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New definition of kilogram by 2018

New definition of kilogram by 2018
Recent studies have shown that the kilogram may need to go on a diet because it has gained tens of micrograms of mass from surface contamination.
LONDON: Scientists are now a step closer to a new kilogram. Of all the standard units currently in use around the world, the kilogram — the official unit of mass in the  International System of Units (SI) — is the only one that still relies on a physical object for its definition.
But revising this outdated definition will require precise vacuum-based measurements that researchers are not yet able to make.
Patrick Abbott of  the National Institute of Standards and Technology (NIST) in Gaithersburg will unveil to the world on October 27, the development of a novel system to allow a direct comparison of an object being weighed in a vacuum to one outside a vacuum.
Using a vacuum ensures that there is no contamination from particles in the air and reduces uncertainty.
So far, researchers are on track to having a new definition of the kilogram by 2018, Abbott says.
Recent studies have shown that the kilogram may need to go on a diet because it has gained tens of micrograms of mass from surface contamination.
As a result, each country now has a slightly different definition of the kilogram, which could throw off scientific experiments that require very precise weight measurements for  international trade in highly restricted items that are restricted by weight, such as radioactive materials.
The original kilogram — known as the International Prototype Kilogram or the IPK — is the standard against which all other measurements of mass are set. Stored in the International Bureau of Weights and Measures in Paris, forty official replicas of the IPK were made in 1884 and distributed around the world in order to standardize mass. Over the last 125 years, every few decades, the national prototypes are carried, usually by hand, to France where they are measured against the IPK.
But discrepancies between the national prototypes and the official specimen have been increasing at a rate of 0.050 milligrams (mg) every 100 years.
No one knows why.  “It’s not really clear if the IPK is getting lighter or the national prototypes are getting heavier,” Abbott said.
Loss of mass due to wear is unlikely because the IPK is hardly ever taken out of its vault.
To address these discrepancies, an international assembly of metrologists — researchers who study the science of measurement — decided in 2007 to wean itself off of the prototype and redefine the kilogram using something more reliable: a constant of nature.
The metrologists eventually chose Planck’s constant, which describes the relationship between the energy of a photon and the frequency of light it emits.
However, to assure agreement between the current IPK system and the Planck-defined kilogram, researchers will need to improve their measurements to a relative uncertainty.
And to get better measurements, they will need the ability to perform state-of-the-art metrology in a vacuum.  Currently, researchers use two types of experiment to measure Planck’s constant, and both require vacuums.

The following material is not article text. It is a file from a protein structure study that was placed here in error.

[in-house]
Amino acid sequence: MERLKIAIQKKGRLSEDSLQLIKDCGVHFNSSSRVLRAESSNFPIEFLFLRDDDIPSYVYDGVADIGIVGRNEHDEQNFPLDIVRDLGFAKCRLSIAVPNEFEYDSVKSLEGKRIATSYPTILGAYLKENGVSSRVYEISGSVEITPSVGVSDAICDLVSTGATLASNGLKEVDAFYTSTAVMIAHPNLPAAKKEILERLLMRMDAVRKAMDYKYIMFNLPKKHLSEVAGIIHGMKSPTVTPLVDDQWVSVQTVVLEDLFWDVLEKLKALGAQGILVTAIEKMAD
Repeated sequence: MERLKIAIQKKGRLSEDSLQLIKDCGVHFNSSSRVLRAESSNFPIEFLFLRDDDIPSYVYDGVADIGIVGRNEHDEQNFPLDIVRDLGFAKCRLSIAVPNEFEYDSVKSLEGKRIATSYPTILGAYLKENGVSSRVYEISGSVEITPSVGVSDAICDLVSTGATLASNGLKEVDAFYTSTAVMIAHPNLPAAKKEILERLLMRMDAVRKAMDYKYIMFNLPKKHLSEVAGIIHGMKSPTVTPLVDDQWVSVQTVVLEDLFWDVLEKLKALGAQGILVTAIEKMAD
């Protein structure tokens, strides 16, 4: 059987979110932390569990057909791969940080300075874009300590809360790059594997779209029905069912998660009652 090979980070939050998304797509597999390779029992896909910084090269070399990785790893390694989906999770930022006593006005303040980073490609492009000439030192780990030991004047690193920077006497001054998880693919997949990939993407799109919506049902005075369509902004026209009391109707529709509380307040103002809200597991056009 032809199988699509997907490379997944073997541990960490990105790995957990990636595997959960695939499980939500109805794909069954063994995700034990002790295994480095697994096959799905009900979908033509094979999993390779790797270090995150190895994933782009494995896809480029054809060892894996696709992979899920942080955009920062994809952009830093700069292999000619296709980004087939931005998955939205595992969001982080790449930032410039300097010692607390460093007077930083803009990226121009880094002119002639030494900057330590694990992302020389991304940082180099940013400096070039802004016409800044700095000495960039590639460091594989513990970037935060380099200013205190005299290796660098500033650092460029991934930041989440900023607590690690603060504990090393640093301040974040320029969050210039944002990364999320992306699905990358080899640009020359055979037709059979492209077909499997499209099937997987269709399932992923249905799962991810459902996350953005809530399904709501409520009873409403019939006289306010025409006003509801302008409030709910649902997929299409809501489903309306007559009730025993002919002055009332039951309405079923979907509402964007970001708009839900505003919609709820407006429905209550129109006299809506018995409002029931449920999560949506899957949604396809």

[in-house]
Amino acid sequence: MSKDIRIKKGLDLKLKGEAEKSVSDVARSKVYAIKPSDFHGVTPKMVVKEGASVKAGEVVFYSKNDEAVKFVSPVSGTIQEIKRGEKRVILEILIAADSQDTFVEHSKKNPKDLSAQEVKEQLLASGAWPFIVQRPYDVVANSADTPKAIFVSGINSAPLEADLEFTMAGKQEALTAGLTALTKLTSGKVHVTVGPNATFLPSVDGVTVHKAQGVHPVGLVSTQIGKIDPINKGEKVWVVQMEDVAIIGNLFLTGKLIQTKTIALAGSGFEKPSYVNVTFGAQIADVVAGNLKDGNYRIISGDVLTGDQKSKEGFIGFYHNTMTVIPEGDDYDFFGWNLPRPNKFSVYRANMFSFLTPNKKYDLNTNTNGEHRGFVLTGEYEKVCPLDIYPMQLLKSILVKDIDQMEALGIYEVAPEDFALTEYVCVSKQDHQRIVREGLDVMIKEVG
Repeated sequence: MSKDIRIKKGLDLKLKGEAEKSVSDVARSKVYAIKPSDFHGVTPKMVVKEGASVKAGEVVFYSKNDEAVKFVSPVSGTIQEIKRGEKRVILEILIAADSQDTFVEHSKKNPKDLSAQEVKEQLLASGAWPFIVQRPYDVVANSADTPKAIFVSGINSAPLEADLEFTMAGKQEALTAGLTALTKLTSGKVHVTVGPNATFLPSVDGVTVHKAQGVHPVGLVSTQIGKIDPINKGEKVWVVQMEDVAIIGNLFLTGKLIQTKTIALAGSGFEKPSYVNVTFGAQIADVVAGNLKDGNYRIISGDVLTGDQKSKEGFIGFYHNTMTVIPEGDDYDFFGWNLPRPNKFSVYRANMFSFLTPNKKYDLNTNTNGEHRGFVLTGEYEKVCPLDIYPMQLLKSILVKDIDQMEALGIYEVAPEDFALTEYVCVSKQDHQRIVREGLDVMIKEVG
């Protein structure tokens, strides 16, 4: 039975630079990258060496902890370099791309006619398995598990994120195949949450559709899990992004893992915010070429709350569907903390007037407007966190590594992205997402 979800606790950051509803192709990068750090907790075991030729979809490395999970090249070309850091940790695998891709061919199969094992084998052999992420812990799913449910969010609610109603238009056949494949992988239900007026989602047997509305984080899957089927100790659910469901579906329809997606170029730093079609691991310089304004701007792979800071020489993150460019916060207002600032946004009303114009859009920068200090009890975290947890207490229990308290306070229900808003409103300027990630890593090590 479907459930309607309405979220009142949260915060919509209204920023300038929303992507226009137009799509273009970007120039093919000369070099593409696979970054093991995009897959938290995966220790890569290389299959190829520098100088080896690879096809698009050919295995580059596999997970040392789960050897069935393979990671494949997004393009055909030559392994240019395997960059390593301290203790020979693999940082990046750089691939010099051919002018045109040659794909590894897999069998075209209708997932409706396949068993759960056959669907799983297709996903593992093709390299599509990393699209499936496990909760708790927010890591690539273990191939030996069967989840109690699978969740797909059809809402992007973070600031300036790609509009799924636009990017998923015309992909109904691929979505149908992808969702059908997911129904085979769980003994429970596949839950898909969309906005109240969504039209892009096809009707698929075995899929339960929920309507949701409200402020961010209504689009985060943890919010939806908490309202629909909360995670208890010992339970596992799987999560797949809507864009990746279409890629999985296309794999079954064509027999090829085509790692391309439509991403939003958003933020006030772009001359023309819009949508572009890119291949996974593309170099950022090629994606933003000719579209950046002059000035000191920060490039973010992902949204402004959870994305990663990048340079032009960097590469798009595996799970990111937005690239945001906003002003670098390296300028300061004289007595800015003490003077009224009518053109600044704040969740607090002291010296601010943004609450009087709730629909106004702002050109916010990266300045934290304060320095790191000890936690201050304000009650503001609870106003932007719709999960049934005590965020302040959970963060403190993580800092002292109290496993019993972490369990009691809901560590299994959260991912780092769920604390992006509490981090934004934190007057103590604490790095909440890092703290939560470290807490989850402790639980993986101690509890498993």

One method involves determining the number of atoms in a high-purity silicon sphere with a nominal mass of one kilogram. The other, called the watt balance, measures the constant by an indirect or virtual comparison of mechanical power to electromagnetic power.
Researchers using the watt balance experiment at national measurement institutes around the world are working to find the materials best-suited to measuring Planck’s constant with this method. Efforts are also underway to find a level of vacuum that is good enough to get results without being too difficult to build or maintain.
“Ours is the only project of its type in the world and we believe that it will be critical in the accurate dissemination of the redefined kilogram,” Abbott said.
While many teams around the world work to improve measurements of Planck’s constant, Abbott’s group is looking beyond redefinition and toward making these measurements practical.
“Whenever redefinition occurs, a robust method will be required to disseminate the kilogram realized in a vacuum to a world that works in air,” Abbott said. His group is creating a system that will bridge the vacuum-air interface using a magnetic suspension technique. The set-up will allow a direct comparison between the mass of a standard kilogram in a vacuum and the mass of a specimen in the  atmosphere of a normal room.
The international system of units (SI) is the most widely used system of measurement for commerce and science. Ideally, the seven base units within the SI (metre, kilogram, second, kelvin, ampere, mole and candela) should be stable over time and universally reproducible, which requires definitions based on fundamental constants of nature.
The kilogram is the only unit still defined by a physical artefact.  Planck’s constant is a fundamental constant of nature which relates the frequency (colour) of a particle of light (a photon) to its energy.
The General Conference on Weights and Measures (CGPM) agrees that the kilogram should be redefined in terms of Planck’s constant.
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